If Uncle Henry had only asked Mrs. Popover, she could only have told him how to move the house. For Mrs. Popover, she was an old-fashioned housekeeper who believed that what was worth doing at all was worth doing well.
But of course Uncle Henry never thought of asking Mrs. Popover, and so the little house rocked and tumbled along until it was set against the wall in the room that had once been little Amelia’s playroom, and was now to be Eileen’s room, as long as she visited her aunt and uncle.
Mrs. Popover was almost afraid to look inside her house for fear of the damage she might see. But though everything was upside down and not a single piece of furniture was out of place, nothing was broken. And Mrs. Popover has forgotten her fears at seeing Elaine’s joy in the Little Doll House and all that it holds.
‘Here is the bedroom,’ said Eileen, speaking aloud in her pleasure, with a large golden bed for Mr. and Mrs. Popover, a little bed for Velvetina, and a cradle for the baby. Rockaby,
rockaby, Elaine sang to the Baby Popover, swaying gently to and fro.
You see, she already knows the Popover family names. Aunt Amelia told her all about them the night before.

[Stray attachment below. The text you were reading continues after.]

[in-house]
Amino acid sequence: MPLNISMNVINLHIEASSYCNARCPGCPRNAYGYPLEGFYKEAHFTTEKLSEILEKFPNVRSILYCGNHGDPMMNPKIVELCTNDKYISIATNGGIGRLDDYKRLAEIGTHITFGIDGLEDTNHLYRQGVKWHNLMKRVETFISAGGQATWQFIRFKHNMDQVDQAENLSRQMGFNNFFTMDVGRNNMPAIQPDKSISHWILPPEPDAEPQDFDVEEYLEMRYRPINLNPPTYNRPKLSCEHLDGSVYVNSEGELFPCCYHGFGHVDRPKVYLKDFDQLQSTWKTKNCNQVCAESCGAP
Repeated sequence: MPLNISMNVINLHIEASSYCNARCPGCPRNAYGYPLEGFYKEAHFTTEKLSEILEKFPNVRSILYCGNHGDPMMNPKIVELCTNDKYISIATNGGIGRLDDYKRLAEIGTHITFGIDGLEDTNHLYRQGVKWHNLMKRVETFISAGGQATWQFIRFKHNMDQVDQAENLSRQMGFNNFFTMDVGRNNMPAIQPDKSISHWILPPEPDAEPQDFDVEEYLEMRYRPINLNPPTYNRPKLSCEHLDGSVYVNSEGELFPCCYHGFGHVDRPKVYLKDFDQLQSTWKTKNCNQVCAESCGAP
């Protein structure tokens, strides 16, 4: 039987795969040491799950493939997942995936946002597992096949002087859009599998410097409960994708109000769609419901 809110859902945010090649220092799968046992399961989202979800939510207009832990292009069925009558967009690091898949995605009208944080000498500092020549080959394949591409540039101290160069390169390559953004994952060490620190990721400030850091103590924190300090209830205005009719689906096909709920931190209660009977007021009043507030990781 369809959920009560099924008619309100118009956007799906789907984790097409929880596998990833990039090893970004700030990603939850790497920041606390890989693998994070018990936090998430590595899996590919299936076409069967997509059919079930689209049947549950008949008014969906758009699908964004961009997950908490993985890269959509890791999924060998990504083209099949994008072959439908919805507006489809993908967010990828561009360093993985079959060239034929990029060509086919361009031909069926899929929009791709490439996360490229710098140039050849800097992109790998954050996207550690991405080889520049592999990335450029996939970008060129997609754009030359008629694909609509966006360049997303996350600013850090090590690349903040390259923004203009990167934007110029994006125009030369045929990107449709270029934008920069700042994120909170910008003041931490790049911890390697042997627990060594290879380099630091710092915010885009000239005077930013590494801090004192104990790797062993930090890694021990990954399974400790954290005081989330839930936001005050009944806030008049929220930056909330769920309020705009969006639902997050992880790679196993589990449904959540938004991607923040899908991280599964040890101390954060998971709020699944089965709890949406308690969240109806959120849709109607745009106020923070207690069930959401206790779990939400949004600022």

Here is a desk, a tall mirror and a rocking chair. And a carpet on the floor too. It was a nice bedroom, said Eileen, arranging the little room as neatly as Mrs. Popover herself might have done, as Aunt Amelia’s or Mother’s at home.
“Here’s the living room,” Elaine said. Little did she know that Mrs. Popover named her salon after her. This is the piano that will be playing. Tinkle-linkle-link! And chairs, a sofa, a small lamp and a bookcase with really real books inside, as small as possible. Everything is like a real home. There are pictures on the walls too. Oh, Mrs. Popover, don’t you like your little house? I do!’
Mrs. Popover was longing to answer, “Yes, I do
Eileen quickly gives Baby Popover a bath in a trough she found in the stove oven, and she plays that the Popovers have cooked and eaten their dinner. “Maybe you’d like to go out for a walk.” asked Eileen
Aunt Amelia must have been keen on her toys when she was a little girl. For Caroline, she brought from the cellar a little wooden cart on two wheels, with a long wooden handle, that was the thing in which Popovers might ride.